I’m conflicted because I deem myself to be a fiscal conservative but I also recognize that we elect our officials to make decisions on expenditures for the rest of us. Most of those decisions are extremely difficult to make as there are few easy choices to make in whether children will receive pre-K schooling from certified teachers or whether senior citizens will have the opportunity to access medical prescriptions at a competitive price. That’s why it’s so easy to criticize anyone that has to produce a budget because it’s always damned if you do or damned if you don’t.

However, I also want them to put hometown projects in the budget because it is part of the American way to use government funds to benefit us all in the form of a new park, a new fire engine for a rural community, funding for an efficacious social service program, a courthouse repair, etc. Interestingly, some I think are good, but many of them also seem a trifle expensive and very limiting in their overall economic impact, and I suspect that most of us would agree too. So, what’s a good fiscal conservative supposed to do?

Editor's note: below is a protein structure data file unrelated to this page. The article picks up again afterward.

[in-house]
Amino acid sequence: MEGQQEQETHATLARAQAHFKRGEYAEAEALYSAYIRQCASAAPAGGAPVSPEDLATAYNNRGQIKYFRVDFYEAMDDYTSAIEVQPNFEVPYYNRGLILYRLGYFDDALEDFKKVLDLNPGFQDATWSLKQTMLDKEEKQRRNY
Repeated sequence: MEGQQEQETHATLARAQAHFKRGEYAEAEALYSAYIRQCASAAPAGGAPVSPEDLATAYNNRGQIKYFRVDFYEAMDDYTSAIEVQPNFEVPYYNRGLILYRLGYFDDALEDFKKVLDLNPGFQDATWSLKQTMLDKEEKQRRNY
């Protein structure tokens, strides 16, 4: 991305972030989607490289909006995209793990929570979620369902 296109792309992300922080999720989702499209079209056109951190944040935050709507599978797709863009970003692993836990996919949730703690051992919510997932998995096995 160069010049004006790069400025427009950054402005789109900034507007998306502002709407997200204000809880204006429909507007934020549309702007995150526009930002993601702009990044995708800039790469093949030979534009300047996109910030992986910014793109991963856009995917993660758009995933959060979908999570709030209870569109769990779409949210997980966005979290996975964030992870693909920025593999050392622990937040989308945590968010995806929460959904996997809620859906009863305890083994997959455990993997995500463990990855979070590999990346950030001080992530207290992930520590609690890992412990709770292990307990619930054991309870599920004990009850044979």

TaxWatch makes a valid point, from its perspective, that the earlier an item is in the budget the more legitimacy it has. I understand that thinking completely, but I disagree with the premise. I actually believe that more legitimacy comes from the legislative branch which is constitutionally-driven to deliver a budget to the governor for his approval – or not.

Is it possible to have it both ways? Yes and former Gov. Jeb Bush, to his credit, devised a system called at that time Community Budget Issue Request (CBIR, pronounced “See-bur”) which required all legislators to submit a standard form which asked all of the relevant questions that a legislative body and a governor would want to know before it is approved. Is it for recurring revenue, what’s its past success statistics, is there a local match and if so what is the amount and ratio, is the organization a nonprofit, has it received funding before and what were those outcomes, etc.?

I don’t really recall when the CBIR form disappeared, probably during the term of Gov. Charlie Crist, but it seems readily apparent to me that we need to return to just such a system because it invokes transparency and accountability, the watchwords of today. Furthermore, it ensures that all projects are graded on an equitable basis going forward.